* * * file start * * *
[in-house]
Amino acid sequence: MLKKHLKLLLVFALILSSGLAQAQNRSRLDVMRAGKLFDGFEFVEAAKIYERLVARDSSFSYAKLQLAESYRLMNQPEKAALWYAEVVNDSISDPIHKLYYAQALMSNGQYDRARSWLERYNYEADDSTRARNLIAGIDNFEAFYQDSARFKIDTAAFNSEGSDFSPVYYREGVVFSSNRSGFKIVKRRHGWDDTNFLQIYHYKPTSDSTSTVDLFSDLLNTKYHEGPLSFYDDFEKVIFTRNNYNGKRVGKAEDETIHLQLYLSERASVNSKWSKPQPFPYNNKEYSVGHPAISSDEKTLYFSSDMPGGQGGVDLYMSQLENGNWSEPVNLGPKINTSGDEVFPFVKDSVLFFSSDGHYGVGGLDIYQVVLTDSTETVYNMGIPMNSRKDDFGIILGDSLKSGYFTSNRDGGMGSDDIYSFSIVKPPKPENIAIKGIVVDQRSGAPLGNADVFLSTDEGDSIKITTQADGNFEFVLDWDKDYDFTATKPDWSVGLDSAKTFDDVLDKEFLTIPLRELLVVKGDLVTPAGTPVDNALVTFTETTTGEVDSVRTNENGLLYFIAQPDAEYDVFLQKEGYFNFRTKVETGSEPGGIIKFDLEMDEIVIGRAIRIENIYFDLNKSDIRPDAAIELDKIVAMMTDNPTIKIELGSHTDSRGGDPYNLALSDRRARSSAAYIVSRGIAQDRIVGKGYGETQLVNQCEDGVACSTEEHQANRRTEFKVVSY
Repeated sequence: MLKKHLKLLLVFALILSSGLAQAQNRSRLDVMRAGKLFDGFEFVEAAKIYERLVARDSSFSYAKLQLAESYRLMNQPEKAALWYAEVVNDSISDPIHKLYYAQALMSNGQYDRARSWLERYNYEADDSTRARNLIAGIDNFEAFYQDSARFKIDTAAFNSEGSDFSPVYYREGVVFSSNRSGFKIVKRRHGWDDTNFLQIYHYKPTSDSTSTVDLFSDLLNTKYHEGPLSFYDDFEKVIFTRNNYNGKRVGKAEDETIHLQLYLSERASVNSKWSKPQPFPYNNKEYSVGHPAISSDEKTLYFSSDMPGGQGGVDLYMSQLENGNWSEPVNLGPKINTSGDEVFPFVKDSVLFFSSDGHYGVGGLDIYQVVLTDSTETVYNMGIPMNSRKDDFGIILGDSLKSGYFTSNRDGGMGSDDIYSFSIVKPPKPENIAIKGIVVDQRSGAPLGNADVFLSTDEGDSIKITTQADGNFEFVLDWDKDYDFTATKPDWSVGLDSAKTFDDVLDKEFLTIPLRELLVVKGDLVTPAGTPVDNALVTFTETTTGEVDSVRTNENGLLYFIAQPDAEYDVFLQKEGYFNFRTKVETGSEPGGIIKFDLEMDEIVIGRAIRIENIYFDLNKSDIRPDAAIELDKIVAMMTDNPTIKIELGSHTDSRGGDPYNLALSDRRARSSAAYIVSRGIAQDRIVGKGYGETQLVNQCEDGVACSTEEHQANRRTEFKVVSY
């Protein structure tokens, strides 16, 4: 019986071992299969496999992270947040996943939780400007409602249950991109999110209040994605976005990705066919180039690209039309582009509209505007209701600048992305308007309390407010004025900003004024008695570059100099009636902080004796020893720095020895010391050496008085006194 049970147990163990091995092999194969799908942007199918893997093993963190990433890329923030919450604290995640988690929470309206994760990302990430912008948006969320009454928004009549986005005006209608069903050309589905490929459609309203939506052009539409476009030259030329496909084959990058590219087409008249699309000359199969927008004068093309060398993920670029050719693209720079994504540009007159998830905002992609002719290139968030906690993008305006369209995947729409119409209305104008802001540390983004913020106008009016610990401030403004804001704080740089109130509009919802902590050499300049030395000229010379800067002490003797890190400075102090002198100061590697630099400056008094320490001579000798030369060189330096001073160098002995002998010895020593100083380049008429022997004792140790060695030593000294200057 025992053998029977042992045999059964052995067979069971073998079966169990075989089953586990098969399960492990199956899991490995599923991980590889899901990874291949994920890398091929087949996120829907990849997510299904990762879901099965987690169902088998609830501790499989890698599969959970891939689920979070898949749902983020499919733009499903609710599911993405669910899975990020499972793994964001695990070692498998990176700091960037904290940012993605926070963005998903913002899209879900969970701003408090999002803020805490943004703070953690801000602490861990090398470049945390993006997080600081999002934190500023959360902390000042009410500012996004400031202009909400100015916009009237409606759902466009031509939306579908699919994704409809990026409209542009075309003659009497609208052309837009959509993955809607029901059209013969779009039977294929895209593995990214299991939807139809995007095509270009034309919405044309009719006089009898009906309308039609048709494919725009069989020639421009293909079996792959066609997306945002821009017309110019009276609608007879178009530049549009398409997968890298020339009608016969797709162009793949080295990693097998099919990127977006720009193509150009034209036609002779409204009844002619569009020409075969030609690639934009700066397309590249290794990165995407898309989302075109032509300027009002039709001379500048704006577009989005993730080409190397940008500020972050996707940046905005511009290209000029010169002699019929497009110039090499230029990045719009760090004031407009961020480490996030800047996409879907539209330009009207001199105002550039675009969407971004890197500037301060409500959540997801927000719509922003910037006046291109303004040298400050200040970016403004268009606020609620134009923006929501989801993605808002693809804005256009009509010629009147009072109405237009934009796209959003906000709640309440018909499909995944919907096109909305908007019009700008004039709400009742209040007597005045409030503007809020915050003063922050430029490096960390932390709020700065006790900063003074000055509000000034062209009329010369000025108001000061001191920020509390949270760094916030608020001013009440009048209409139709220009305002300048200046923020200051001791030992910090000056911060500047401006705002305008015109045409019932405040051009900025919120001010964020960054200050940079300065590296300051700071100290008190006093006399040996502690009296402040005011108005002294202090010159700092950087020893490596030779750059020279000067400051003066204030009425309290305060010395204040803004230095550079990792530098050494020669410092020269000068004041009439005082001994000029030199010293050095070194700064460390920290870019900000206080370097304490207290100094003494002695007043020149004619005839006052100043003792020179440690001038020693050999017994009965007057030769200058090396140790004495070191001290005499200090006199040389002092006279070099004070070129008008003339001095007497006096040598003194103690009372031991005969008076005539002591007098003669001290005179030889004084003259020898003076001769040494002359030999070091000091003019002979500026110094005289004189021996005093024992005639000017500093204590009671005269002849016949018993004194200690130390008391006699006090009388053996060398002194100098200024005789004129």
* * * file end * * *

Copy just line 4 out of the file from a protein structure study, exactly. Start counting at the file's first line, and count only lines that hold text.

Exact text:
């Protein structure tokens, strides 16, 4: 019986071992299969496999992270947040996943939780400007409602249950991109999110209040994605976005990705066919180039690209039309582009509209505007209701600048992305308007309390407010004025900003004024008695570059100099009636902080004796020893720095020895010391050496008085006194 049970147990163990091995092999194969799908942007199918893997093993963190990433890329923030919450604290995640988690929470309206994760990302990430912008948006969320009454928004009549986005005006209608069903050309589905490929459609309203939506052009539409476009030259030329496909084959990058590219087409008249699309000359199969927008004068093309060398993920670029050719693209720079994504540009007159998830905002992609002719290139968030906690993008305006369209995947729409119409209305104008802001540390983004913020106008009016610990401030403004804001704080740089109130509009919802902590050499300049030395000229010379800067002490003797890190400075102090002198100061590697630099400056008094320490001579000798030369060189330096001073160098002995002998010895020593100083380049008429022997004792140790060695030593000294200057 025992053998029977042992045999059964052995067979069971073998079966169990075989089953586990098969399960492990199956899991490995599923991980590889899901990874291949994920890398091929087949996120829907990849997510299904990762879901099965987690169902088998609830501790499989890698599969959970891939689920979070898949749902983020499919733009499903609710599911993405669910899975990020499972793994964001695990070692498998990176700091960037904290940012993605926070963005998903913002899209879900969970701003408090999002803020805490943004703070953690801000602490861990090398470049945390993006997080600081999002934190500023959360902390000042009410500012996004400031202009909400100015916009009237409606759902466009031509939306579908699919994704409809990026409209542009075309003659009497609208052309837009959509993955809607029901059209013969779009039977294929895209593995990214299991939807139809995007095509270009034309919405044309009719006089009898009906309308039609048709494919725009069989020639421009293909079996792959066609997306945002821009017309110019009276609608007879178009530049549009398409997968890298020339009608016969797709162009793949080295990693097998099919990127977006720009193509150009034209036609002779409204009844002619569009020409075969030609690639934009700066397309590249290794990165995407898309989302075109032509300027009002039709001379500048704006577009989005993730080409190397940008500020972050996707940046905005511009290209000029010169002699019929497009110039090499230029990045719009760090004031407009961020480490996030800047996409879907539209330009009207001199105002550039675009969407971004890197500037301060409500959540997801927000719509922003910037006046291109303004040298400050200040970016403004268009606020609620134009923006929501989801993605808002693809804005256009009509010629009147009072109405237009934009796209959003906000709640309440018909499909995944919907096109909305908007019009700008004039709400009742209040007597005045409030503007809020915050003063922050430029490096960390932390709020700065006790900063003074000055509000000034062209009329010369000025108001000061001191920020509390949270760094916030608020001013009440009048209409139709220009305002300048200046923020200051001791030992910090000056911060500047401006705002305008015109045409019932405040051009900025919120001010964020960054200050940079300065590296300051700071100290008190006093006399040996502690009296402040005011108005002294202090010159700092950087020893490596030779750059020279000067400051003066204030009425309290305060010395204040803004230095550079990792530098050494020669410092020269000068004041009439005082001994000029030199010293050095070194700064460390920290870019900000206080370097304490207290100094003494002695007043020149004619005839006052100043003792020179440690001038020693050999017994009965007057030769200058090396140790004495070191001290005499200090006199040389002092006279070099004070070129008008003339001095007497006096040598003194103690009372031991005969008076005539002591007098003669001290005179030889004084003259020898003076001769040494002359030999070091000091003019002979500026110094005289004189021996005093024992005639000017500093204590009671005269002849016949018993004194200690130390008391006699006090009388053996060398002194100098200024005789004129």